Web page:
This past year bore witness to the crumbling infrastructure, both physical and metaphorical, of a bloated capitalist society. How does one interact with this society, benefit from it even, without being sucked into its swampier depths of poverty, embitterment, and apathy? Poet and essayist Eula Bliss attempts to answer that question as she moves through her own day-to-day routine, working to untangle the concepts of work and luxury, accumulation vs. consumption, and the uncompensated value of time. Bliss asks herself and her class, “in what have we invested?”
Sometimes the only thing we can do about the human condition is to laugh at it. Wow, No Thank You: Essays, a compilation by Samantha Irby, does just that—pointing out the hilarious subtleties and nuances of everyday life constantly bombarded by social media, marketing campaigns, and fashion trends. Irby’s compilation is a quick, satisfying, and delicious read, a riotous book sure to lift the lowest of spirits.
The intricacies of female relationships can be complicated and hard to process, but J. Courtney Sullivan has made easy work of it in her new novel, Friends and Strangers. Following an unlikely friendship of two women in vastly different stages of life, this novel is an exceptionally authentic read that will let you ponder the nuances of interpersonal relationships without sinking too heavily into despair. Friends and Strangers is a great novel for new moms wading through the murky waters of power dynamics, motherhood, and modern-day childcare.
In this powerful dystopian novel by award-winning author Gish Jen, a partially submerged remnant of years’ past, AutoAmerica, is divided into two populations. The Netted are employed and live on (literal) high ground, while the jobless Surplus is forced to live in the swampland or on the water. Jen’s story centers around a Surplus family with a golden-armed daughter making waves in an underground baseball league. Powerful, poignant, and honestly, a bit too realistic of a futuristic prediction, The Resisters is a book you won’t be able to put down once you’ve started.
Endlessly curious and amazingly fascinating, scientist and writer Ainissa Ramirez has found a way to evaluate the human experience through clocks, light bulbs, and silicon chips. Major inventions that seem commonplace today worked to shape society as we know it, from the railroad’s role in commercializing Christmas to the telegraph’s influence on Hemingway’s writing. 2020 has shoved the good, bad, and ugly of the human experience in our faces, and Ramirez does an excellent job making sense of the chaos.
Two sisters attend a 1968 protest of the Vietnam War in Detroit and end up getting arrested. One sister jumps at the opportunity to protest the war in court. The other sister has an infant daughter, and therefore wants to avoid prison at all costs. Her Sister’s Tattoo navigates the delicate, thorny balance between family loyalty and political ideology. Even 52 years after the book’s events take place, fiction writer Ellen Meeropol has found a way to speak to everyone who has ever fought with family in the name of personal or political beliefs.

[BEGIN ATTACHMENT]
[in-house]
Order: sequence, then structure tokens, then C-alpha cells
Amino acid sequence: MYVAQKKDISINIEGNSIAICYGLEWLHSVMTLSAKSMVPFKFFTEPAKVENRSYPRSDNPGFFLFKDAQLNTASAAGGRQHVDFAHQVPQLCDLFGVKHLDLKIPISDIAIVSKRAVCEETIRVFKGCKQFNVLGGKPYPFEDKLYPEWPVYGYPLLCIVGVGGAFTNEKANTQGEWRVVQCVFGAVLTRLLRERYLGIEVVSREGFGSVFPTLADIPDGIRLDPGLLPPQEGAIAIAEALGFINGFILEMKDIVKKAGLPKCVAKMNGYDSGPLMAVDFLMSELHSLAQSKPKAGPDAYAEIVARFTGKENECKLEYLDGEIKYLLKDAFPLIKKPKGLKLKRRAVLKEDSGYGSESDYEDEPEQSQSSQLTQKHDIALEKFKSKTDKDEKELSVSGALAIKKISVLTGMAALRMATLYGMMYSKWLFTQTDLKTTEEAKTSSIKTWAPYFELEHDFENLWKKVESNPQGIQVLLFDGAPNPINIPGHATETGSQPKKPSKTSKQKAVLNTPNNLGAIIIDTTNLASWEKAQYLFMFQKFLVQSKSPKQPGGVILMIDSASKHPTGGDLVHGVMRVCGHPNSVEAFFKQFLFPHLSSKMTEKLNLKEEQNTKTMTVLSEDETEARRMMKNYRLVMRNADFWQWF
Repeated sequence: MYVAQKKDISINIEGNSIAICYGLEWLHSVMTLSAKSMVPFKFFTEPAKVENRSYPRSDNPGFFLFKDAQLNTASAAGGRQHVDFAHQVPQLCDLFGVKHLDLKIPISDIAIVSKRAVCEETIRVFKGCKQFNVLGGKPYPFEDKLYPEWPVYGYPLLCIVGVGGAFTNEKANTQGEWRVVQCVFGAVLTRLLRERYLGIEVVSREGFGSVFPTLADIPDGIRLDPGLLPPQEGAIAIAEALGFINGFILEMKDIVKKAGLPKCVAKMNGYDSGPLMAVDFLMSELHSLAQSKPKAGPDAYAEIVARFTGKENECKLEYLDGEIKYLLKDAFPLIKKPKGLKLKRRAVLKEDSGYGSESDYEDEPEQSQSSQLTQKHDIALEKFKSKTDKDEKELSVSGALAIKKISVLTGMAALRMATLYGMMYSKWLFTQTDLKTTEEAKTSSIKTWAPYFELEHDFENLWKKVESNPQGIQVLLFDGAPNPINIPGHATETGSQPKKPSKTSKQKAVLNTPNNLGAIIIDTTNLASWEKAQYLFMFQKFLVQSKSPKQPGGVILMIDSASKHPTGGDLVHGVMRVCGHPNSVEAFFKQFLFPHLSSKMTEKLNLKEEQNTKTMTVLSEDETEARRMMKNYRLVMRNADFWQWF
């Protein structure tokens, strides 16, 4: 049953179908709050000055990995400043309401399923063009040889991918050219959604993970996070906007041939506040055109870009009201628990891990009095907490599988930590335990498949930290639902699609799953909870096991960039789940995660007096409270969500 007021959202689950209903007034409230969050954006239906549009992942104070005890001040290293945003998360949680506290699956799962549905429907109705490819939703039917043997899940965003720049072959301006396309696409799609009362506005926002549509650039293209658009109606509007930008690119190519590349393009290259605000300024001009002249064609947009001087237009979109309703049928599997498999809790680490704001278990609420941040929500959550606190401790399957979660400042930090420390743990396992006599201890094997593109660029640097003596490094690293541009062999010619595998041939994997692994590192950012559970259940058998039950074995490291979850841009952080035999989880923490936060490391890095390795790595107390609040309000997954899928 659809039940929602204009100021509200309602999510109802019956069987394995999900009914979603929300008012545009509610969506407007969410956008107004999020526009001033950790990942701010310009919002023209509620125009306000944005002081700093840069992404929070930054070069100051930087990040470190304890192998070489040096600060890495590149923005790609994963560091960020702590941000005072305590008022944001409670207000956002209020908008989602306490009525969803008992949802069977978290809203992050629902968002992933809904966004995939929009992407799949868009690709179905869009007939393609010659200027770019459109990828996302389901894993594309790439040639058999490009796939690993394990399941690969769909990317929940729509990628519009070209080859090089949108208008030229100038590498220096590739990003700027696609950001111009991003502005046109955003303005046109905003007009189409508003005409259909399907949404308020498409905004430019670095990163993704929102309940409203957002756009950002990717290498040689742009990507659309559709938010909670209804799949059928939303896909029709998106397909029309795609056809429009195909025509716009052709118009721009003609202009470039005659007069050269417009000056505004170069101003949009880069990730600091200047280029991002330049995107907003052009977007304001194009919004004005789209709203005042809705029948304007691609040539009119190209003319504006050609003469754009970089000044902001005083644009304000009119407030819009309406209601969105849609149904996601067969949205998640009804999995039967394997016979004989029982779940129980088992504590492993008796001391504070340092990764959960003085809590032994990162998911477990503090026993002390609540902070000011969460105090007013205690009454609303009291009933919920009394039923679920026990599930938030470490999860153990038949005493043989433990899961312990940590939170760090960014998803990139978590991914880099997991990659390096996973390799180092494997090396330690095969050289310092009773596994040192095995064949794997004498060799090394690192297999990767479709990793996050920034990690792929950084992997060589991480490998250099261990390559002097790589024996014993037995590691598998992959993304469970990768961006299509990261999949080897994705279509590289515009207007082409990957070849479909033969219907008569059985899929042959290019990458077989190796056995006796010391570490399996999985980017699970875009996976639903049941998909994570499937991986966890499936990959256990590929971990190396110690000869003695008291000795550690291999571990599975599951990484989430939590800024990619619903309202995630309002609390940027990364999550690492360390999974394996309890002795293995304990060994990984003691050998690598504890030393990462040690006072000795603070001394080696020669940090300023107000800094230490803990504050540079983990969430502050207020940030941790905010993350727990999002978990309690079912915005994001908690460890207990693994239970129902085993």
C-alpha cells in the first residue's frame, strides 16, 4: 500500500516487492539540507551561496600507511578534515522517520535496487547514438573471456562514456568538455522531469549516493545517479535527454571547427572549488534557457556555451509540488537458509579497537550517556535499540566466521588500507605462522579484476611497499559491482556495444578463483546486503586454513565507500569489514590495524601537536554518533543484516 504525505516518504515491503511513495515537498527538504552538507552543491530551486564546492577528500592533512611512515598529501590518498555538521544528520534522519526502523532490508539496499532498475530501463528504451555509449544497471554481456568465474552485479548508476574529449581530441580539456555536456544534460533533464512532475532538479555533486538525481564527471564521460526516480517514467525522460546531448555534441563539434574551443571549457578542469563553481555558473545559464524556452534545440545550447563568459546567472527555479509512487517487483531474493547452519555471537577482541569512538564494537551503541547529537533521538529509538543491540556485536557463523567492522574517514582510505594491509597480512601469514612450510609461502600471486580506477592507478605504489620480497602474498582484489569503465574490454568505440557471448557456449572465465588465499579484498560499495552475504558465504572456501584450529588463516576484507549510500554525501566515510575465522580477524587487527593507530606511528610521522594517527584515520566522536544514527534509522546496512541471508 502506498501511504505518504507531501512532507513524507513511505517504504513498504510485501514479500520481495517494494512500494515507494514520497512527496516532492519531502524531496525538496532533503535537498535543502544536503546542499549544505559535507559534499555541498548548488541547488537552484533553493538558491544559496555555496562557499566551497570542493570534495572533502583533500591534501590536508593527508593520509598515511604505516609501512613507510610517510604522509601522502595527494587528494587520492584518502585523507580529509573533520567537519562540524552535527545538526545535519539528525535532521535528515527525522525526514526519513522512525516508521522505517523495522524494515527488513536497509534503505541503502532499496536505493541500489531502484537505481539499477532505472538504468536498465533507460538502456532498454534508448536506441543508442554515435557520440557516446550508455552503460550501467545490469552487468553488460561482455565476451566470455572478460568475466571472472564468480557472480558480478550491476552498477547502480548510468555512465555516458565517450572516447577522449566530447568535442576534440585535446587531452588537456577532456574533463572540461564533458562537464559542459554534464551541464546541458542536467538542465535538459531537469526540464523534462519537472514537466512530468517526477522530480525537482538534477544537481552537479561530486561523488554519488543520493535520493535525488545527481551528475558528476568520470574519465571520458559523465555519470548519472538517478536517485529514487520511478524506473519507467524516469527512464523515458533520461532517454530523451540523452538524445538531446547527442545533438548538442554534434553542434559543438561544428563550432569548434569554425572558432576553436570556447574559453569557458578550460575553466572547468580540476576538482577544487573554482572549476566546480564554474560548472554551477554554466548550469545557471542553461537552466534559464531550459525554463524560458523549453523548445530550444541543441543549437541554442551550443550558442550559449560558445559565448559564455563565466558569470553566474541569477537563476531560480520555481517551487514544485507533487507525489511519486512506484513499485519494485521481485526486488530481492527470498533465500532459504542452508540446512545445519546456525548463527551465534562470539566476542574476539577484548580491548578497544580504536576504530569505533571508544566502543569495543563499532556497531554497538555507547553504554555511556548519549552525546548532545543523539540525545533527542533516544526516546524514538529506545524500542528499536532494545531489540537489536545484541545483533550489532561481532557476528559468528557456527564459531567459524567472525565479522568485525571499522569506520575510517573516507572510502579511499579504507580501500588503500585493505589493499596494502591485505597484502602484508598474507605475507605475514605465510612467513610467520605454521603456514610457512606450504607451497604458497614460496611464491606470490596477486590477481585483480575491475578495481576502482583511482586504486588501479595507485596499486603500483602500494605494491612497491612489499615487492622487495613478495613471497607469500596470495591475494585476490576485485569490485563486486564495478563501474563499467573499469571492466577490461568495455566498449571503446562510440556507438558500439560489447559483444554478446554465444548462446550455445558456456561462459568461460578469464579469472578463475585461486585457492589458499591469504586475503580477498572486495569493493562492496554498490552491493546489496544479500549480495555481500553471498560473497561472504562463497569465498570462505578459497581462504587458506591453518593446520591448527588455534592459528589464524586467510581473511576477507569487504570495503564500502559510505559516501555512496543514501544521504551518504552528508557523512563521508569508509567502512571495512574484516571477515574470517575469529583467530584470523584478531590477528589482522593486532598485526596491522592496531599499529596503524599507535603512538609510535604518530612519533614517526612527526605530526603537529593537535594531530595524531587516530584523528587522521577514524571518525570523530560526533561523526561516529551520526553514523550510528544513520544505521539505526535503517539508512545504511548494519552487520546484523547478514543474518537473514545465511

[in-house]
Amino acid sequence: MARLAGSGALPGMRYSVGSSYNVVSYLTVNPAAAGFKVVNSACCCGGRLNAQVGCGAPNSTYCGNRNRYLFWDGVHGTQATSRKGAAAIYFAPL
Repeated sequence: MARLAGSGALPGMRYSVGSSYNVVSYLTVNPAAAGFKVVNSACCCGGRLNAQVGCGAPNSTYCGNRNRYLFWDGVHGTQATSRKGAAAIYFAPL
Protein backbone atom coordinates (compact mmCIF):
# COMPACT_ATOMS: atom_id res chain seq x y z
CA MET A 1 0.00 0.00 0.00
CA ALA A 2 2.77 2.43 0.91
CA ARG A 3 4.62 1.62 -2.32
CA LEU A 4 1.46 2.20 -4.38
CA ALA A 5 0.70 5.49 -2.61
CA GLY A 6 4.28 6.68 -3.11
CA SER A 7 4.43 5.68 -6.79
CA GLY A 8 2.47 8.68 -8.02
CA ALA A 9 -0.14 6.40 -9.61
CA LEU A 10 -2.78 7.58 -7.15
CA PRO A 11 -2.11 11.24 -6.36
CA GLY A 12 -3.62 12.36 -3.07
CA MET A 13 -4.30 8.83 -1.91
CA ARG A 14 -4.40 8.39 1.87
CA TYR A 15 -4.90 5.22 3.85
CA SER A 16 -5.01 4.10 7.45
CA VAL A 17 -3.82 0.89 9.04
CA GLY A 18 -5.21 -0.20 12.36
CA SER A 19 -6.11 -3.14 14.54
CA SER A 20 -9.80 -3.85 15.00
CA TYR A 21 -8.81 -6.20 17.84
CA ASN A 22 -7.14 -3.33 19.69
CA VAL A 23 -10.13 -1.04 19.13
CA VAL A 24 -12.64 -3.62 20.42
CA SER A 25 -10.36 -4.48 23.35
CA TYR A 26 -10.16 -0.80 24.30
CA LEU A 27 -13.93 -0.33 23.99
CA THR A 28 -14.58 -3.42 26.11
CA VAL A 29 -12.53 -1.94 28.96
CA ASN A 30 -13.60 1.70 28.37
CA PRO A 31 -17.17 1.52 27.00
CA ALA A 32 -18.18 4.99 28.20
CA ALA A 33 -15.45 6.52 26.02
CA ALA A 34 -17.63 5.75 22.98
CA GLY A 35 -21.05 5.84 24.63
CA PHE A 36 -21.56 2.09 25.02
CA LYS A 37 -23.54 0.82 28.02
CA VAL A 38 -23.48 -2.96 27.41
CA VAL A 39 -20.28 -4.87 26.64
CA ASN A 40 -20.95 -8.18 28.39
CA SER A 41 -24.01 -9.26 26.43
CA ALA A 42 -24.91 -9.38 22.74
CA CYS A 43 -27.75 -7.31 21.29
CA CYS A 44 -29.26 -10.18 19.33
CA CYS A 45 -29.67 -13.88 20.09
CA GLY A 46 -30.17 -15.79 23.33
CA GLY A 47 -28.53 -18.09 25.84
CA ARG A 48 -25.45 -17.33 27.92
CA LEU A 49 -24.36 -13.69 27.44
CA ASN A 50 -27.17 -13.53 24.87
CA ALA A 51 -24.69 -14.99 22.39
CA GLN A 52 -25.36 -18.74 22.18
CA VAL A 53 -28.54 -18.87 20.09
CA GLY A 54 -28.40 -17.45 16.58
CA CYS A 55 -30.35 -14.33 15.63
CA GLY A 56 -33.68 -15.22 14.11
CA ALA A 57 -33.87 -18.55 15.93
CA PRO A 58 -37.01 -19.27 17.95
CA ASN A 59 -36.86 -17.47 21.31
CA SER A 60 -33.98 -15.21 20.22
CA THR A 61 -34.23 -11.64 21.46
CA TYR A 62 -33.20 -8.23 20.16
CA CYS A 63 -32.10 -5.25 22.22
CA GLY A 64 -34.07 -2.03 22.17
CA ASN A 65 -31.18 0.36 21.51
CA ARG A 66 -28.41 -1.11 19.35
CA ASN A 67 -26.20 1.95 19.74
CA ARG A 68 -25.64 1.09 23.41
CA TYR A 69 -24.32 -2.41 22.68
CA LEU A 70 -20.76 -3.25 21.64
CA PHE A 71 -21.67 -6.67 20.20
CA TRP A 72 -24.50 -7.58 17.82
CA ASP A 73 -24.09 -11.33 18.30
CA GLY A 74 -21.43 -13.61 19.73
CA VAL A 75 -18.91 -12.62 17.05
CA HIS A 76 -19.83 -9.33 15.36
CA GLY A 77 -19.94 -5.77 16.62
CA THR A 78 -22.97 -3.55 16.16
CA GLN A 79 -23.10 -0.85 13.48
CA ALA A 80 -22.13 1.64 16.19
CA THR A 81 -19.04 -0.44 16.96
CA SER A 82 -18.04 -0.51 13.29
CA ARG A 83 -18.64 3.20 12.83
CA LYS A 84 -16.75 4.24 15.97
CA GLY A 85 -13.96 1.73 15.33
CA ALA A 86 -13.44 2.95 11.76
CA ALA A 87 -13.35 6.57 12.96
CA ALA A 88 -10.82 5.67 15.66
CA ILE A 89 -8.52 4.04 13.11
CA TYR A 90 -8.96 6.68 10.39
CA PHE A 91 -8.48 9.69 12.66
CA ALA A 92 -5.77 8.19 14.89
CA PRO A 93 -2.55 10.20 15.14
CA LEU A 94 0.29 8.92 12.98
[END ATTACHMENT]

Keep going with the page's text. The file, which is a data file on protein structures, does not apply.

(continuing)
Madeleine L’Engle, author of the beloved novel A Wrinkle In Time, offers a posthumous collection of short stories that the New York Times says “inspires a great capacity for wonder.” The 18 short stories discovered by L’Engle’s granddaughter span from the author’s lonely childhood to life as a mother in small-town New England. From realism to science fiction to fantasy, there is a story for everyone in this magical collection.
Lizzie Benson is a part-time librarian, part-time armchair shrink when an old mentor approaches her with a new job opportunity. Benson is tasked with responding to mail sent in by listeners of her mentor’s famous podcast, Hell and High Water. The letters are from left-wingers who fear climate change and right-wingers who fear the decline of Western civilization. As Benson’s own family falls into disarray, she’s forced to address the deterioration of her own family, her country, and the world. Jenny Offill’s novel faces the problems of today’s society head-on with powerful wit and emotional intelligence.
When the Light of the World Was Subdued, Our Songs Came Through: A Norton Anthology of Native Nations Poetry edited by Joy Harjo
Although the literal and metaphorical foundation of this country, the cultural contributions of Indigenous people are often unduly overlooked. The legacy of American poetry does not exist without Native American poetry, and yet it remained excluded for years. United States Poet Laureate and member of the Muscogee Creek Nation, Joy Harjo, attempts to right this wrong by publishing the first historical anthology of Native American poetry, When The Light of the World Was Subdued, Our Songs Came Through. The comprehensive Norton anthology features nearly 160 poets from 100 Indigenous nations.
Located just beyond the edge of the ever-growing universe is a library filled with an infinite inventory of books. Each book offers the reader a story of an alternate reality, an augmented “what if?” look into the lives we would’ve led had we made a different decision, made that call, or took that chance. If the library itself isn’t enticing enough of a reason to dive into this ultra-meta novel, Matt Haig’s captivating writing style and imaginative scenescapes ought to do the trick.